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A guest blog by Tara Sparrow, Sales Director of Reapit.
The lettings industry was forced into significant turmoil at the outset of the Covid-19 pandemic in early 2020. With lockdown and the forced closure or restricted operations of business across the spectrum, many renters were faced with a reduction or even a complete loss of their income. The impact was twofold: firstly, many tenants struggled to pay their rent; and secondly, landlords subsequently faced substantial rent arrears of which many are struggling to recoup today - but there are some positive trends on the horizon.
Official statistics cited in a Housing Resilience Survey conducted by the Ministry of Housing, Communities & Local Government found that between November and December 2020, approximately nine percent of private renters (around 353,000 households) were in arrears at the time. This represented a 3% increase from 2019-20 but was otherwise unchanged from June-July 2020 when seven percent were in arrears. Other research conducted by consultancy Dynata on behalf of the National Residential Landlords Association (NRLA) estimated that over 800,000 tenants were in rent arrears across England and Wales at the height of the pandemic when surveyed in late 2020.
The challenges facing landlords significantly increased as a result of the complete freeze on tenant evictions introduced by the government as part of emergency legislation in March 2020. Subsequent revisions to this legislation would allow evictions under strict criteria in serious cases. The eviction ban was lifted on 31 May so landlords can start the process to get their property back; however, they must still contend with lengthy notice periods. From 1 June 2021, notice periods in England that were previously extended to six months have now been reduced to four months, which means that assuming the roadmap out of lockdown is maintained, notice periods will not return to pre-pandemic levels until 1 October 2021.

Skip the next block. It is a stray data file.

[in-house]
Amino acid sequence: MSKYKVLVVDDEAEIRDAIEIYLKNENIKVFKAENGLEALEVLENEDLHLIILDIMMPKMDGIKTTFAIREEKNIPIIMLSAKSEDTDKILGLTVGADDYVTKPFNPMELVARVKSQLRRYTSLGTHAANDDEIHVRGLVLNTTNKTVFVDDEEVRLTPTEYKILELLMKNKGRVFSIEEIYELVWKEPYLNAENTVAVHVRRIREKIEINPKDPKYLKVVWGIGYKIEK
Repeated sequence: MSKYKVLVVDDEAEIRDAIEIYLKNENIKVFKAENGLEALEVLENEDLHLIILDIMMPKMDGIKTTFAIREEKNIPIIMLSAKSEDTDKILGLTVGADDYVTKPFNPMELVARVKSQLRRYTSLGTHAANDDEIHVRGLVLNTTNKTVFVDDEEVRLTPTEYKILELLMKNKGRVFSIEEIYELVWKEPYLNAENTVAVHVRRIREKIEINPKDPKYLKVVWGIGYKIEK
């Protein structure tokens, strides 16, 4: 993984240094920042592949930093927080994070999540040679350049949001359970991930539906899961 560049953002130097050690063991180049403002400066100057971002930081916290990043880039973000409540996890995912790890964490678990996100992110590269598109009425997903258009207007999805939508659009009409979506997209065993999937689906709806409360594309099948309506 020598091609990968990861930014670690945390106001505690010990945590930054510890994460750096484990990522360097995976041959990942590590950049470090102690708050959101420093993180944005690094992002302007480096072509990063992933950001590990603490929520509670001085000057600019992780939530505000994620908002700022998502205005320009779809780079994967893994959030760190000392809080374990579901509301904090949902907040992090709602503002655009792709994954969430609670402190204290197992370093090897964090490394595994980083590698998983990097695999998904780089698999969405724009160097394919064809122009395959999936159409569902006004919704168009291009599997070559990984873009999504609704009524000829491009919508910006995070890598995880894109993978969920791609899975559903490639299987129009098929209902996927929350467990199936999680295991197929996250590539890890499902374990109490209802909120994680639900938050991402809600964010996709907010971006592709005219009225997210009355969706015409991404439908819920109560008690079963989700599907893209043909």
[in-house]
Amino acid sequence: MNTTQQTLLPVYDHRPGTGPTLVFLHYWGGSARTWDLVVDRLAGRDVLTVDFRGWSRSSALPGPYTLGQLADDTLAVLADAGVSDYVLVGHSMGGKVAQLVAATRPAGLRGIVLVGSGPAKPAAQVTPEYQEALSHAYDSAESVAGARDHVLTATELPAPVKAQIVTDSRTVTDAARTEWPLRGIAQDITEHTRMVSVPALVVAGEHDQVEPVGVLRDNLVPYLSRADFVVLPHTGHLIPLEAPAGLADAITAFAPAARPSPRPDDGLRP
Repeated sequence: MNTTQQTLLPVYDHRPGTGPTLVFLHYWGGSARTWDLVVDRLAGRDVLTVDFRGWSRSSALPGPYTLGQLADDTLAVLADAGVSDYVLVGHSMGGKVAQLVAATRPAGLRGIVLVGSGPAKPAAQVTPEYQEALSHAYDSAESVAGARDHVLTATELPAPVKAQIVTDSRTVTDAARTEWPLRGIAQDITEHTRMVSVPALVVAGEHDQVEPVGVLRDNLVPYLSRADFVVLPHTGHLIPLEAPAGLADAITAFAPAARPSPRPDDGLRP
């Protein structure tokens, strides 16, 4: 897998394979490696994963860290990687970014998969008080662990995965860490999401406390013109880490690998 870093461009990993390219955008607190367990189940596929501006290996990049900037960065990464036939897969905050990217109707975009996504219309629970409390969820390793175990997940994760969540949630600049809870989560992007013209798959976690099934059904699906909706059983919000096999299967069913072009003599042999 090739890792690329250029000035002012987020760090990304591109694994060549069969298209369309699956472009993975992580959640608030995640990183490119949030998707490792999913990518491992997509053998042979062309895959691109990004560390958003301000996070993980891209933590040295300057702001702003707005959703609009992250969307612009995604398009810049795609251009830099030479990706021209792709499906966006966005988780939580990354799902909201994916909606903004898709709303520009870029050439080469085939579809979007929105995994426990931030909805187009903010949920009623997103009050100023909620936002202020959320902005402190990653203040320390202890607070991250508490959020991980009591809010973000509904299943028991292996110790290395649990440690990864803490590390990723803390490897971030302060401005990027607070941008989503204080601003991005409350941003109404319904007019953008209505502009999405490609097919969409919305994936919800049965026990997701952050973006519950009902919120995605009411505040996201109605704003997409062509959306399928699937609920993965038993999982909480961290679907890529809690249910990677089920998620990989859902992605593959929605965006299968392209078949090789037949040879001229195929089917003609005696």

Understandably, the build-up of rent arrears and the ban on evictions have negatively affected landlords. Research conducted by YouGov for NRLA in September 2020 found that 22 percent of landlords have lost income due to Covid-19. The research also revealed that nine percent of landlords said that it was their intention to exit the market, and seven percent of landlords planned to sell some of their rental properties over the next 12 months.
However, several months later and the NRLA Landlord Confidence Index for Q1 2021 revealed that landlord confidence had increased for two consecutive quarters; the outlook was still gloomy, with overall sentiment in the negative, but it does suggest that the outlook for landlords is becoming more positive as the months roll on. In fact, since Q4 2020, the proportion feeling “more confident” has doubled. And in addition, 21 percent of landlords surveyed said they planned to buy in the next 12 months, a 50 percent increase on the Q1 2020 and the highest figure recorded in the NRLA surveys since they began in Q1 2017.
With all the challenges facing landlords currently and the threat of further regulation undermining confidence in the long-term viability of their holdings, there is no doubt considerable pressure on landlords to remain in the industry. But the outlook could improve for landlords as new technology and services - both available and emerging - have the potential to enhance the digital customer journey, thereby reducing friction and associated costs related to the attainment, management, and retainment of reliable tenants.
There are also more people choosing to rent than ever before, as many renters are starting to favour the flexibility of renting as a long-term lifestyle choice, which will boost demand for landlords for the foreseeable future. All of this suggests that the best days for landlords could still be ahead.
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Oh Goodlord Limited is an Appointed Representative of Goodlord Protect Limited for general insurance products and credit broking. Goodlord Protect Limited is directly authorised by the Financial Conduct Authority, registration number 836727. You can check this information on the Financial Services Register by visiting www.fca.org.uk/register or by telephoning 0800 111 6768 (Freephone) or 0300 500 8082 from the UK. The FCA is the independent watchdog that regulates financial services.